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When Bill Bryson was growing up in the middle of the country, in the middle of the century, among the largest spawn of babies in U.S. history, everything about his childhood was the best. Bishop's Downtown was the best restaurant, with cream pies and atomic toilets. Dahl's, the local supermarket, had a kiddy corral filled with the mother lode of comic books. A kid could get swallowed up in there. Younkers, the local department store, had a tea room that looked like a postcard of Buckingham Palace and gave children little gifts wrapped in crisp white paper. It's a wonderful thing for a child to think he or she had the best childhood. When the memoirist is Bill Bryson, the acclaimed author of A Walk in the Woods, A Short History of Nearly Everything, and Notes From a Small Island, his mix of exquisite detail and inspired exaggeration all add up to truth with a capital T that rhymes with G that stands for out loud guffaws. Bill Bryson has lived in England for years. He joins us now from New York. Thanks so much for being with us.

Mr. BILL BRYSON (Author): Well, thank you Scott. It's a pleasure to be here.

SIMON: And I shouldn't let that phrase atomic toilets go un-probed. What do you mean exactly?

Mr. BRYSON: Well, I don't know exactly whether they were atomic toilets. That's the way we referred to them. The toilet seat - when you flush the toilet, the toilet seat automatically elevated and went into a recess in the wall, where it was bathed in this purply light. And it seemed to be being irradiated in some way. And it made this wonderful thrumming noise.

SIMON: I'd like you to read a section of the book, if you could, where you set the time for people. If you could read that section for us.

Mr. BRYSON: Of course.

I don't know how they managed it, but the people responsible for the 1950s made a world in which pretty much everything was good for you. Drinks before dinner? The more the better. Smoke? You bet. Cigarettes actually made you healthier by soothing jangling nerves and sharpening jaded minds, according to advertisements. Just what the doctor ordered, read ads for L & M cigarettes, some of them in the Journal of the American Medical Association, where cigarette ads were gladly accepted right up until the 1960s. X-rays were so benign that shoe stores installed special machines that used them to measure foot sizes, sending penetrating rays up through the soles of your feet and right out the top of your head. There wasn't a particle of tissue within you that wasn't bathed in their magical glow.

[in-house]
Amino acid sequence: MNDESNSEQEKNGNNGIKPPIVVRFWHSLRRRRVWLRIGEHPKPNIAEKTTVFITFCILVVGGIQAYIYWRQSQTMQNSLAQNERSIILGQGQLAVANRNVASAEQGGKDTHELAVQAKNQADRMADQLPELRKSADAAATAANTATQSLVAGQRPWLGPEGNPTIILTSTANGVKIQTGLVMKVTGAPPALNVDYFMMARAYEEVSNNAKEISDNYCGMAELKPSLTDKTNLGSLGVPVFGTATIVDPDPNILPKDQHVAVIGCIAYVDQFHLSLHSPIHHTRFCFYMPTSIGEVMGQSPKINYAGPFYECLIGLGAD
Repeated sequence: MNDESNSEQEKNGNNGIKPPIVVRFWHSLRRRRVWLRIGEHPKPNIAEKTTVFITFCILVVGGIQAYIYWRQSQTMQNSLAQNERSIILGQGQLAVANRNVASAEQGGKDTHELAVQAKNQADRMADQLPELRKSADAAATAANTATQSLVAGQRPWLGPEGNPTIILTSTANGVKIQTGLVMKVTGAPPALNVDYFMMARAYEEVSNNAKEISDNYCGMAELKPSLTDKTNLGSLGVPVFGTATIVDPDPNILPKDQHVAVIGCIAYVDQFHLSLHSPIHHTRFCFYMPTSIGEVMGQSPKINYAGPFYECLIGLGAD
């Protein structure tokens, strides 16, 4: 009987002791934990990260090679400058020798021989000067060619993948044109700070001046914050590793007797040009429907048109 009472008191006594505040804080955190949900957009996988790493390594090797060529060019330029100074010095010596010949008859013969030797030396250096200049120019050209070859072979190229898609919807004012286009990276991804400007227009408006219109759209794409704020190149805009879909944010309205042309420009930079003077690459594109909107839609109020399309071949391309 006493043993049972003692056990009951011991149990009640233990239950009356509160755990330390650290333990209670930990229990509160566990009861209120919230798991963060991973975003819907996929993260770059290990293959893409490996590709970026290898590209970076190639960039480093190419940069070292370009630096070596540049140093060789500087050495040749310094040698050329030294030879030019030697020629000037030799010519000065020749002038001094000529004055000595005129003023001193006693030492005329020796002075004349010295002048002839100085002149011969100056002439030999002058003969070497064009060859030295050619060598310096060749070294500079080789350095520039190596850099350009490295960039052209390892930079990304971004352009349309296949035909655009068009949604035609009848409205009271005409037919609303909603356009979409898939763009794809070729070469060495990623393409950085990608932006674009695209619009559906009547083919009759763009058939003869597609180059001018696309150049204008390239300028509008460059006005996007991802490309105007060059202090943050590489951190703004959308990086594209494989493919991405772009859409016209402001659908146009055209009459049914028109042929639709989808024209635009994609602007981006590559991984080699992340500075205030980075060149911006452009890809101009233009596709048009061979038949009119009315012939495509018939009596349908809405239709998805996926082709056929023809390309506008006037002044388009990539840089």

No wonder you felt energized and ready for a new pair of Keds when you stepped down. Happily, we were indestructible. We didn't need seat belts, air bags, smoke detectors, bottled water, or the Heimlich maneuver. We didn't require child safety caps on our medicines. We didn't need helmets when we rode our bikes or pads for our knees and elbows when we went skating. We knew without written reminding that bleach was not a refreshing drink and that gasoline when exposed to a match had a tendency to combust. We didn't have to worry about what we ate because nearly all foods were good for us. Sugar gave us energy. Red meat made us strong. Ice cream gave us healthy bones. Coffee kept us alert and purring productively.

SIMON: That's a delightful passage. From your description of your life in Iowa in the 1950s, you grew up in a family and among people who were not unmindful about the crime of segregation and fear of witchhunts. But you also seemed to fear poison sumac more than the nuclear bomb.

Mr. BRYSON: You know my recollection, my personal recollection of the '50s was one of a period of great happiness and prosperity and tranquility and this wonderful feeling that the future was nothing but good, that pretty soon, and I mean, really, pretty soon we would all have our own jet packs and be going on vacations to Mars and traveling around in rocket ships and having holidays in resorts that were built in big domes underwater off the coast of Florida and that kind of thing. And it felt like a really, really good happy time.